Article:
WASHINGTON — Congressional leaders have reached an agreement on sweeping sanctions legislation to punish Russia for its election meddling and aggression toward its neighbors, they said Saturday, defying the White House’s argument that President Trump needs flexibility to adjust the sanctions to fit his diplomatic initiatives with Moscow.
The new legislation sharply limits the president’s ability to suspend or terminate the sanctions — a remarkable handcuffing by a Republican-led Congress six months into Mr. Trump’s tenure. It is also the latest Russia-tinged turn for a presidency consumed by investigations into the Trump campaign’s interactions with Russian officials last year.
Mr. Trump could soon face a decision: veto the bill — a move that would fuel accusations that he is doing the bidding of President Vladimir V. Putin of Russia — or sign legislation imposing sanctions his administration abhors.
“A nearly united Congress is poised to send President Putin a clear message on behalf of the American people and our allies, and we need President Trump to help us deliver that message,” said Senator Ben Cardin of Maryland, the top Democrat on the Senate Foreign Relations Committee.
The White House has not publicly spoken about the compromise legislation. But two senior administration officials said they could not imagine Mr. Trump vetoing the legislation in the current political atmosphere, even if he regards it as interfering with his executive authority to conduct foreign policy. But as ever, Mr. Trump retains the capacity to surprise, and this would be his first decision about whether to veto a significant bill.
Congress has complicated his choice because the legislation also encompasses new sanctions against Iran and North Korea, two countries the administration has been eager to punish for its activities.
A sanctions package had stalled in the Republican-led House for weeks after winning near-unanimous support in the Senate last month. Democrats accused Republicans of delaying quick action on the bill at the behest of the Trump administration, which had asked for more flexibility in its relationship with Russia and took up the cause of energy companies, defense contractors and other financial players who suggested that certain provisions could harm American businesses.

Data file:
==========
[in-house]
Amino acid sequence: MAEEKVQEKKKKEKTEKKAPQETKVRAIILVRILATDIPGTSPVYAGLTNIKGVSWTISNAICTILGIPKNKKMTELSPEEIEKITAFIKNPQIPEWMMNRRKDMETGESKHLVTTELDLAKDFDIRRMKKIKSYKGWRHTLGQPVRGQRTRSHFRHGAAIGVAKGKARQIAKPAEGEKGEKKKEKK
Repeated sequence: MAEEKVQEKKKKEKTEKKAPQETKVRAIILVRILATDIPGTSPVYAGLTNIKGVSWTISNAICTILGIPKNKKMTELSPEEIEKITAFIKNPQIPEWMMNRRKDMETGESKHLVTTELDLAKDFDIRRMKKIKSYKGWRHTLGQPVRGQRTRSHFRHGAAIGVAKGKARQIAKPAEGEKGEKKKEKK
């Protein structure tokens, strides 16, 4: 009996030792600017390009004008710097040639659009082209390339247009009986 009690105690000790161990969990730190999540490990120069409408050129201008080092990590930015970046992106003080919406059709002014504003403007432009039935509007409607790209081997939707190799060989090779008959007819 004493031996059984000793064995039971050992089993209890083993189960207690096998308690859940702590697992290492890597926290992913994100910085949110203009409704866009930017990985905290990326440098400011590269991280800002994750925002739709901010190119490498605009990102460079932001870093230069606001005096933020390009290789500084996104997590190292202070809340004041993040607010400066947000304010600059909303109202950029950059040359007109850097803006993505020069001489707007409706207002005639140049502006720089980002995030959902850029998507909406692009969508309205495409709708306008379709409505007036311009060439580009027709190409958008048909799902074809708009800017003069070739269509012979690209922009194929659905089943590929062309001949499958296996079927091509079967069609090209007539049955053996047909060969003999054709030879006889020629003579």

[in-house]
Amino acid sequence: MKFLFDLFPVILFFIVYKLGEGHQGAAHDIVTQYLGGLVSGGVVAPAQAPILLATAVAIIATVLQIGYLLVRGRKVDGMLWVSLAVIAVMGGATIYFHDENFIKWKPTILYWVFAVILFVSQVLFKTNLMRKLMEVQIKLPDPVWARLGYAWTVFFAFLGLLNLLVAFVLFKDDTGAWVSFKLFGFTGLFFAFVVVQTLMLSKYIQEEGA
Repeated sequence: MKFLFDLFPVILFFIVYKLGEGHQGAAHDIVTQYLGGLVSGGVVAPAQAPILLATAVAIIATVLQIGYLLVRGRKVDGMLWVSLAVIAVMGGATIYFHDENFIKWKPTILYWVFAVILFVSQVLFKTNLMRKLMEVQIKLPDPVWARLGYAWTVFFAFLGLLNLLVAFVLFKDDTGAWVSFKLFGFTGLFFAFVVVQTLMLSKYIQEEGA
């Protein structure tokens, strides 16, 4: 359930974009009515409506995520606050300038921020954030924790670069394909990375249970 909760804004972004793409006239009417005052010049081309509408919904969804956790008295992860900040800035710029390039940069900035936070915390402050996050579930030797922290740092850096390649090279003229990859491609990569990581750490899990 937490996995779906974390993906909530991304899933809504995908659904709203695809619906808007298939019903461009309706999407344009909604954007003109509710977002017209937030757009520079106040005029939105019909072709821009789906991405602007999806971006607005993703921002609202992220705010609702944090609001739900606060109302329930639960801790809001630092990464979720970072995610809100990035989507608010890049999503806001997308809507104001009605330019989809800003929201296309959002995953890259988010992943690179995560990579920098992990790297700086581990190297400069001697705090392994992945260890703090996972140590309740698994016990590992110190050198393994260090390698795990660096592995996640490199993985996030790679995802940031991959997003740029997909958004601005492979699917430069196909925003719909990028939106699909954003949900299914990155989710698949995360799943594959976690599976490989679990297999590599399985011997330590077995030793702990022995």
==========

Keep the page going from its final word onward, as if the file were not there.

The House version of the bill includes a small number of changes, technical and substantive, from the Senate legislation, including some made in response to concerns raised by oil and gas companies.
But for the most part, the Republican leadership appears to have rejected most of the White House’s objections. The bill aims to punish Russia not only for interference in the election but also for its annexation of Crimea, continuing military activity in eastern Ukraine and human rights abuses.
Proponents of the measure seek to impose sanctions on people involved in human rights abuses, suppliers of weapons to the government of President Bashar al-Assad in Syria and those undermining cybersecurity, among others.
Paired with the sanctions against Iran and North Korea, the House version of the bill was set for a vote on Tuesday, according to the office of Representative Kevin McCarthy, Republican of California and the chamber’s majority leader.